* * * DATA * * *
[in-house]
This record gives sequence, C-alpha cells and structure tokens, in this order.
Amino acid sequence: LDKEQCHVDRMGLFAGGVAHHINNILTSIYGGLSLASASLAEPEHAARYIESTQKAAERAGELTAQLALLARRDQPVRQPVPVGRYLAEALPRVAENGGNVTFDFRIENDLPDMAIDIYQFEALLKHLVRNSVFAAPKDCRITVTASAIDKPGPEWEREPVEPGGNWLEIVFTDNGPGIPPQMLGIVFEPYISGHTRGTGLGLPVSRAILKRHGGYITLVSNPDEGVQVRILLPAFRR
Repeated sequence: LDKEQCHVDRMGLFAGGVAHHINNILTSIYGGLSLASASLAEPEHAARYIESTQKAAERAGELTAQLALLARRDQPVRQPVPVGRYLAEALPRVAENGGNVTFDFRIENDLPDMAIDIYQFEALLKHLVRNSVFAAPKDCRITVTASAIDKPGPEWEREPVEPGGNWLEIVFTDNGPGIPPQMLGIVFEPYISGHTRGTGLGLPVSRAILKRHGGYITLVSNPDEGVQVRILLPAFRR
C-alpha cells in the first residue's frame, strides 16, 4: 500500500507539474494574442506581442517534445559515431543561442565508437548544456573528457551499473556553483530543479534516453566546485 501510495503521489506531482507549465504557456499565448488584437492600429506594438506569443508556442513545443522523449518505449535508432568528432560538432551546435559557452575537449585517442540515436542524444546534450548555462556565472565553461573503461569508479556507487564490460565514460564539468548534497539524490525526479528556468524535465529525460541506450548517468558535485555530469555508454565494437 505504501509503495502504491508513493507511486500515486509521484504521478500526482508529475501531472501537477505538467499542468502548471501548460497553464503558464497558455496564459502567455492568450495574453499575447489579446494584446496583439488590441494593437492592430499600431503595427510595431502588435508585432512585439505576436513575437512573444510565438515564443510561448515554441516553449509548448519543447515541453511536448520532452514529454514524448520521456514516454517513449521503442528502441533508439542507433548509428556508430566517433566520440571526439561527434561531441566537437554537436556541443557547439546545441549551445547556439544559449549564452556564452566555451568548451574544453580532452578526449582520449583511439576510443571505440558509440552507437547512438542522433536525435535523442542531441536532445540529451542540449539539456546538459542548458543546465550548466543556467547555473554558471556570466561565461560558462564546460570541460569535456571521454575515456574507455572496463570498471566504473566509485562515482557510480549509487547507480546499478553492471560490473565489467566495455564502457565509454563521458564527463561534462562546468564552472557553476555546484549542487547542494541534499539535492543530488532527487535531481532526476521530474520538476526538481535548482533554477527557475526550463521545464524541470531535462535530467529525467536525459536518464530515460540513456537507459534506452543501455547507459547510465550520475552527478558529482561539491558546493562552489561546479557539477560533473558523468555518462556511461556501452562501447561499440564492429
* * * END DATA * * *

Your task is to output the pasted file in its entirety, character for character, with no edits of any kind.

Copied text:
[in-house]
This record gives sequence, C-alpha cells and structure tokens, in this order.
Amino acid sequence: LDKEQCHVDRMGLFAGGVAHHINNILTSIYGGLSLASASLAEPEHAARYIESTQKAAERAGELTAQLALLARRDQPVRQPVPVGRYLAEALPRVAENGGNVTFDFRIENDLPDMAIDIYQFEALLKHLVRNSVFAAPKDCRITVTASAIDKPGPEWEREPVEPGGNWLEIVFTDNGPGIPPQMLGIVFEPYISGHTRGTGLGLPVSRAILKRHGGYITLVSNPDEGVQVRILLPAFRR
Repeated sequence: LDKEQCHVDRMGLFAGGVAHHINNILTSIYGGLSLASASLAEPEHAARYIESTQKAAERAGELTAQLALLARRDQPVRQPVPVGRYLAEALPRVAENGGNVTFDFRIENDLPDMAIDIYQFEALLKHLVRNSVFAAPKDCRITVTASAIDKPGPEWEREPVEPGGNWLEIVFTDNGPGIPPQMLGIVFEPYISGHTRGTGLGLPVSRAILKRHGGYITLVSNPDEGVQVRILLPAFRR
C-alpha cells in the first residue's frame, strides 16, 4: 500500500507539474494574442506581442517534445559515431543561442565508437548544456573528457551499473556553483530543479534516453566546485 501510495503521489506531482507549465504557456499565448488584437492600429506594438506569443508556442513545443522523449518505449535508432568528432560538432551546435559557452575537449585517442540515436542524444546534450548555462556565472565553461573503461569508479556507487564490460565514460564539468548534497539524490525526479528556468524535465529525460541506450548517468558535485555530469555508454565494437 505504501509503495502504491508513493507511486500515486509521484504521478500526482508529475501531472501537477505538467499542468502548471501548460497553464503558464497558455496564459502567455492568450495574453499575447489579446494584446496583439488590441494593437492592430499600431503595427510595431502588435508585432512585439505576436513575437512573444510565438515564443510561448515554441516553449509548448519543447515541453511536448520532452514529454514524448520521456514516454517513449521503442528502441533508439542507433548509428556508430566517433566520440571526439561527434561531441566537437554537436556541443557547439546545441549551445547556439544559449549564452556564452566555451568548451574544453580532452578526449582520449583511439576510443571505440558509440552507437547512438542522433536525435535523442542531441536532445540529451542540449539539456546538459542548458543546465550548466543556467547555473554558471556570466561565461560558462564546460570541460569535456571521454575515456574507455572496463570498471566504473566509485562515482557510480549509487547507480546499478553492471560490473565489467566495455564502457565509454563521458564527463561534462562546468564552472557553476555546484549542487547542494541534499539535492543530488532527487535531481532526476521530474520538476526538481535548482533554477527557475526550463521545464524541470531535462535530467529525467536525459536518464530515460540513456537507459534506452543501455547507459547510465550520475552527478558529482561539491558546493562552489561546479557539477560533473558523468555518462556511461556501452562501447561499440564492429